In 1807, John married Mary McLelland, and they had 14 children together. They are listed as follows:
Harriet (Gibson) 1808-1898
Mary L. 1810-1887
Nancy L. 1812-1844
David S. 1813-1891
Margaret M. 1815-1896
William Ross 1817-1892
John N. 1819-1847
Dorcas A. (Woods) 1820-1886
Adalisa M. (Cooley) 1822-1891
James M. 1836-1924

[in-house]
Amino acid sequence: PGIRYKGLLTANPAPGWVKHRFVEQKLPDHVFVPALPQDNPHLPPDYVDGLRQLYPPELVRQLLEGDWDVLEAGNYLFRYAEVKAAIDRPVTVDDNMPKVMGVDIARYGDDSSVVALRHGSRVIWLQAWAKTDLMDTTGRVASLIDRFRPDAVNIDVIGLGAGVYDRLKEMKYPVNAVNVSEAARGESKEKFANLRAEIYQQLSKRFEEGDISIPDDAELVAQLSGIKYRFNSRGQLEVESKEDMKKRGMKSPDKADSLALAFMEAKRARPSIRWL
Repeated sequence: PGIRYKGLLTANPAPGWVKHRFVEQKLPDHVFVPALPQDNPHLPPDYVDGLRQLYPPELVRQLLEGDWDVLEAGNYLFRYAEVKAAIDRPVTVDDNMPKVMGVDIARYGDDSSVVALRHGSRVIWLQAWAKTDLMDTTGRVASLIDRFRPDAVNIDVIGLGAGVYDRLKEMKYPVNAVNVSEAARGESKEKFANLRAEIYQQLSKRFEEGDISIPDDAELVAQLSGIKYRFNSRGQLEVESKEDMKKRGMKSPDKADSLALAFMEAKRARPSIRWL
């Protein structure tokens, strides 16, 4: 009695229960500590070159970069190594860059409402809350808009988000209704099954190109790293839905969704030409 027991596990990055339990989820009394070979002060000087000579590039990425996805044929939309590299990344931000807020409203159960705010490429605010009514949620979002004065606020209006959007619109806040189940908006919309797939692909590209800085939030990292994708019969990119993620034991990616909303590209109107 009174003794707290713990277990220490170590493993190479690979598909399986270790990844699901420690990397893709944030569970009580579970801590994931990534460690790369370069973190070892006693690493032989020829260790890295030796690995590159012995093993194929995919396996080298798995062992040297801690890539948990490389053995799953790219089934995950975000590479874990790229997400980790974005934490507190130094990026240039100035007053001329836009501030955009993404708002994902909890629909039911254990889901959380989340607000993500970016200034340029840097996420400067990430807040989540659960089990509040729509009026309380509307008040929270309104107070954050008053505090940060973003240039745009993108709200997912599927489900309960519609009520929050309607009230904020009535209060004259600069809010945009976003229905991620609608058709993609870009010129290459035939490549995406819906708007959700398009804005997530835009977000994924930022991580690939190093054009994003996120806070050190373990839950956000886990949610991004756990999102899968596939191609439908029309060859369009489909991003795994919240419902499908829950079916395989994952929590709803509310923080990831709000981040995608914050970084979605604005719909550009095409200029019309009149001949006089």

Some peculiar things to point out about the Crawford children: Only three of the daughters got married, and later in life at that. Also, John and Mary died in 1847 and 1843, respectively. In the 1850 census, all of their adult children were still living at the family home, with David as the oldest listed as head of household. Although they are listed together, each child had their own plot of land courtesy of John Crawford’s will. Each of his children received approximately 60 acres, except William Ross who received 210 acres of land in Alexander County (which had just become a county in 1847). The Crawford children would continue to hold their parcels of land until their deaths, some earlier than others. Abraham died in the Civil War in 1864 and George died in 1868. Their tracts transferred to their siblings. When Harriet died in 1898, she left her land to her sister Ann, who died in 1900. The Mascot advertised for the auction sale of land following Ann’s death. Archie Bost, her nephew-in-law, was the highest bidder. Archie’s daughter Martha received the lands upon his death in 1913 and her daughter Lillie Gaither is the last Crawford descendant to own the property.